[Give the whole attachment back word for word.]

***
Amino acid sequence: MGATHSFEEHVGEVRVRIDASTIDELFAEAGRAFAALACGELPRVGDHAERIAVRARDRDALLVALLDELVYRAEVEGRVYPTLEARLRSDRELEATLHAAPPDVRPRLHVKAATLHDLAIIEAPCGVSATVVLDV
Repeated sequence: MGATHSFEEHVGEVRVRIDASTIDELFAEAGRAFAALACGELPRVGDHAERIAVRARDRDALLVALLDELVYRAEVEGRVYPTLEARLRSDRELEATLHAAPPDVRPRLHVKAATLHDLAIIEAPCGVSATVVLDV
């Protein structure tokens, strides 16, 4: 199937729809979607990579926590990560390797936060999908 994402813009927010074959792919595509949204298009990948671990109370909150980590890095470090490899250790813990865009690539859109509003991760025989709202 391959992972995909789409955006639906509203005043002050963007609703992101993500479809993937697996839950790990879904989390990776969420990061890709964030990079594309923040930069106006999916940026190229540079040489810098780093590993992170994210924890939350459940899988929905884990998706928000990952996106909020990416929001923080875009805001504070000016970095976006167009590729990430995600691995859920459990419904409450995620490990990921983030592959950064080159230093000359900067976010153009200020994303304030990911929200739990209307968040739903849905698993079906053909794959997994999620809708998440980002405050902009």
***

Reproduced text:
Amino acid sequence: MGATHSFEEHVGEVRVRIDASTIDELFAEAGRAFAALACGELPRVGDHAERIAVRARDRDALLVALLDELVYRAEVEGRVYPTLEARLRSDRELEATLHAAPPDVRPRLHVKAATLHDLAIIEAPCGVSATVVLDV
Repeated sequence: MGATHSFEEHVGEVRVRIDASTIDELFAEAGRAFAALACGELPRVGDHAERIAVRARDRDALLVALLDELVYRAEVEGRVYPTLEARLRSDRELEATLHAAPPDVRPRLHVKAATLHDLAIIEAPCGVSATVVLDV
């Protein structure tokens, strides 16, 4: 199937729809979607990579926590990560390797936060999908 994402813009927010074959792919595509949204298009990948671990109370909150980590890095470090490899250790813990865009690539859109509003991760025989709202 391959992972995909789409955006639906509203005043002050963007609703992101993500479809993937697996839950790990879904989390990776969420990061890709964030990079594309923040930069106006999916940026190229540079040489810098780093590993992170994210924890939350459940899988929905884990998706928000990952996106909020990416929001923080875009805001504070000016970095976006167009590729990430995600691995859920459990419904409450995620490990990921983030592959950064080159230093000359900067976010153009200020994303304030990911929200739990209307968040739903849905698993079906053909794959997994999620809708998440980002405050902009």